Dwight Garner

Is one of my favorite reviewers, for so many reasons. But these few paragraphs are one of them:

These things wouldn’t matter much, though, if her sentences didn’t make such a sensual, smart, wired-up sound on the page. Holding “Day of Honey” I was reminded of the way that, with a book of poems, you can very often flip through it for five minutes and know if you’re going to like it; you get something akin to a contact high. Let me skim through “Day of Honey” for you, plucking lines and snippets almost at random. A few I had underlined in my copy, many I hadn’t.

“Hatred was the force that determined where you lived”; “she was too kidnappable”; “What god leant down and whispered in what mortal ear to put walnuts inside an eggplant?”; “joyful, revolutionary mall rats”; “chain-smoking her Davidoffs and squeezing lemons into vodka”; “Beirut is a city of balconies”; “He whimpered the way men do when you wake them up”; “bombed into a concrete goulash”; “Hezbollah is known for many things, but grace under criticism is not one of them.”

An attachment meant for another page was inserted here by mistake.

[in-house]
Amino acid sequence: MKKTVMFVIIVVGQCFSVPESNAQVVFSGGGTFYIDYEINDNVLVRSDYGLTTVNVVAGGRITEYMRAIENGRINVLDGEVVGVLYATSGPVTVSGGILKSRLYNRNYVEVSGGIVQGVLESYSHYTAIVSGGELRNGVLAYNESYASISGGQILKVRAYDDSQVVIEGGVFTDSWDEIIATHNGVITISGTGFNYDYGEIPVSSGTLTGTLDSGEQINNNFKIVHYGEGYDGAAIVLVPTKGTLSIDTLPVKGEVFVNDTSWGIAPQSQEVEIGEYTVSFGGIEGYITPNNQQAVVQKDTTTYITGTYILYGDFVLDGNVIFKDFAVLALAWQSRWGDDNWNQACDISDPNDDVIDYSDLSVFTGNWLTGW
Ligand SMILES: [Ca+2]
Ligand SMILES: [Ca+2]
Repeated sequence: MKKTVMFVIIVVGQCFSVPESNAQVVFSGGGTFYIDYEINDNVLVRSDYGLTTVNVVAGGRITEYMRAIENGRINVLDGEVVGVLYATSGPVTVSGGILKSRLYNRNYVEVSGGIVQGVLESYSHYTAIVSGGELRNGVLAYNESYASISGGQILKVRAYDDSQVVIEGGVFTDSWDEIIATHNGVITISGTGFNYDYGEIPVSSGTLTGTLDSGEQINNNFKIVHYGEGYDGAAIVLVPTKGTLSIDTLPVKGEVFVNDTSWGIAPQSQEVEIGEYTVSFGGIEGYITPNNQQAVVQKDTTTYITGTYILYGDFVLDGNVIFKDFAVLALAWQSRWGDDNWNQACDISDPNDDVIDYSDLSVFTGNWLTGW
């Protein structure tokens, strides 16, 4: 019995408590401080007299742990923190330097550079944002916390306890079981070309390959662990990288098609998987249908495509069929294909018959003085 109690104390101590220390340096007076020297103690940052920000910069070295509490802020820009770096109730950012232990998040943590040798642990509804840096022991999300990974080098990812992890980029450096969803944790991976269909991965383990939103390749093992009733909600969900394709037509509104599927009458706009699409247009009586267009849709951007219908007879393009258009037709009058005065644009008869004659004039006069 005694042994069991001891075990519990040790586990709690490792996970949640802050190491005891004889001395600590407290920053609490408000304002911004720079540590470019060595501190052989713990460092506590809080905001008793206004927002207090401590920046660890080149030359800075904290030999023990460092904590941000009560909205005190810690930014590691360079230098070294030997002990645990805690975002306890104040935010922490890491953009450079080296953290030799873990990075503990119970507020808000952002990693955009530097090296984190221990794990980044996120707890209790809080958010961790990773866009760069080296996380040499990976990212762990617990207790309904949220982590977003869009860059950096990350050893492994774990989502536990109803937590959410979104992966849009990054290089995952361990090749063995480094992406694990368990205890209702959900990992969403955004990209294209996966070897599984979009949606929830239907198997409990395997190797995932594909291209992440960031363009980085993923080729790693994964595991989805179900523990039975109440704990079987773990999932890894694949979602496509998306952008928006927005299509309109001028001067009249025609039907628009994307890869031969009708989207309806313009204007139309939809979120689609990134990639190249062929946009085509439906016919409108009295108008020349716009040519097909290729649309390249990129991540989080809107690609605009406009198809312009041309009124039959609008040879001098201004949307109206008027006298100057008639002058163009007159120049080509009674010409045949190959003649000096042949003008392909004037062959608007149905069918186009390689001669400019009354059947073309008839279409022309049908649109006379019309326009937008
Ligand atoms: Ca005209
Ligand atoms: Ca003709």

I could fill the rest of this space with resonant lines from “Day of Honey,” and I’m pretty tempted to do so. (O.K., another one: the huge white Toyota Land Cruisers “were ‘Monicas,’ after the former White House intern Monica Lewinsky.”) But there is more to say about it. For one, don’t be put off by its feeble cover, a sentimental photograph of a cute and smiling Middle Eastern girl sitting beside a pile of cut pink flowers. It looks like the cover of some mediocre nonprofit group’s annual report, or of Guideposts magazine.